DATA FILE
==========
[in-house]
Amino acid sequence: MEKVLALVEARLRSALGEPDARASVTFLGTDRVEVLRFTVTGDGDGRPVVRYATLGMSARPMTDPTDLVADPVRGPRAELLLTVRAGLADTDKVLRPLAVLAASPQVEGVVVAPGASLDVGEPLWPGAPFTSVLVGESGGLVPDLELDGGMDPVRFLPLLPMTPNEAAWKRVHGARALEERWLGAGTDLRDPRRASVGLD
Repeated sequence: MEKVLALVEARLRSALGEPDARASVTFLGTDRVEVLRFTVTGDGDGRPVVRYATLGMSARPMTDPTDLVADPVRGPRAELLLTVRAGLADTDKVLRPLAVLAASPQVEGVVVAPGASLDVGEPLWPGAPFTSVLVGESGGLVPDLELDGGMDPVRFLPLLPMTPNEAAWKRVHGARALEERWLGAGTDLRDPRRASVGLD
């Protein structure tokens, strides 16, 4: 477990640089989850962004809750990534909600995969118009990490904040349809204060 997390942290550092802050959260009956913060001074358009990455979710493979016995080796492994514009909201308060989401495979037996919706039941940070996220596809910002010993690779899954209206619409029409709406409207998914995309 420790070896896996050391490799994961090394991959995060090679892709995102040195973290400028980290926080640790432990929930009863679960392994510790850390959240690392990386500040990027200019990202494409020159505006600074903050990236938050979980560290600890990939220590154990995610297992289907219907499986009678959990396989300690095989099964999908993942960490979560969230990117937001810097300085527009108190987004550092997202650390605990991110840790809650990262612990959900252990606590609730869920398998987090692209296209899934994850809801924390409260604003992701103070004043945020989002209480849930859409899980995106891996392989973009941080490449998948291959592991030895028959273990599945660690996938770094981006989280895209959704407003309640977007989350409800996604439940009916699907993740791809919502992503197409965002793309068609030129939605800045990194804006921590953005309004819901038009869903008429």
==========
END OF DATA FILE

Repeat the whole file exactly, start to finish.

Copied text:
[in-house]
Amino acid sequence: MEKVLALVEARLRSALGEPDARASVTFLGTDRVEVLRFTVTGDGDGRPVVRYATLGMSARPMTDPTDLVADPVRGPRAELLLTVRAGLADTDKVLRPLAVLAASPQVEGVVVAPGASLDVGEPLWPGAPFTSVLVGESGGLVPDLELDGGMDPVRFLPLLPMTPNEAAWKRVHGARALEERWLGAGTDLRDPRRASVGLD
Repeated sequence: MEKVLALVEARLRSALGEPDARASVTFLGTDRVEVLRFTVTGDGDGRPVVRYATLGMSARPMTDPTDLVADPVRGPRAELLLTVRAGLADTDKVLRPLAVLAASPQVEGVVVAPGASLDVGEPLWPGAPFTSVLVGESGGLVPDLELDGGMDPVRFLPLLPMTPNEAAWKRVHGARALEERWLGAGTDLRDPRRASVGLD
């Protein structure tokens, strides 16, 4: 477990640089989850962004809750990534909600995969118009990490904040349809204060 997390942290550092802050959260009956913060001074358009990455979710493979016995080796492994514009909201308060989401495979037996919706039941940070996220596809910002010993690779899954209206619409029409709406409207998914995309 420790070896896996050391490799994961090394991959995060090679892709995102040195973290400028980290926080640790432990929930009863679960392994510790850390959240690392990386500040990027200019990202494409020159505006600074903050990236938050979980560290600890990939220590154990995610297992289907219907499986009678959990396989300690095989099964999908993942960490979560969230990117937001810097300085527009108190987004550092997202650390605990991110840790809650990262612990959900252990606590609730869920398998987090692209296209899934994850809801924390409260604003992701103070004043945020989002209480849930859409899980995106891996392989973009941080490449998948291959592991030895028959273990599945660690996938770094981006989280895209959704407003309640977007989350409800996604439940009916699907993740791809919502992503197409965002793309068609030129939605800045990194804006921590953005309004819901038009869903008429």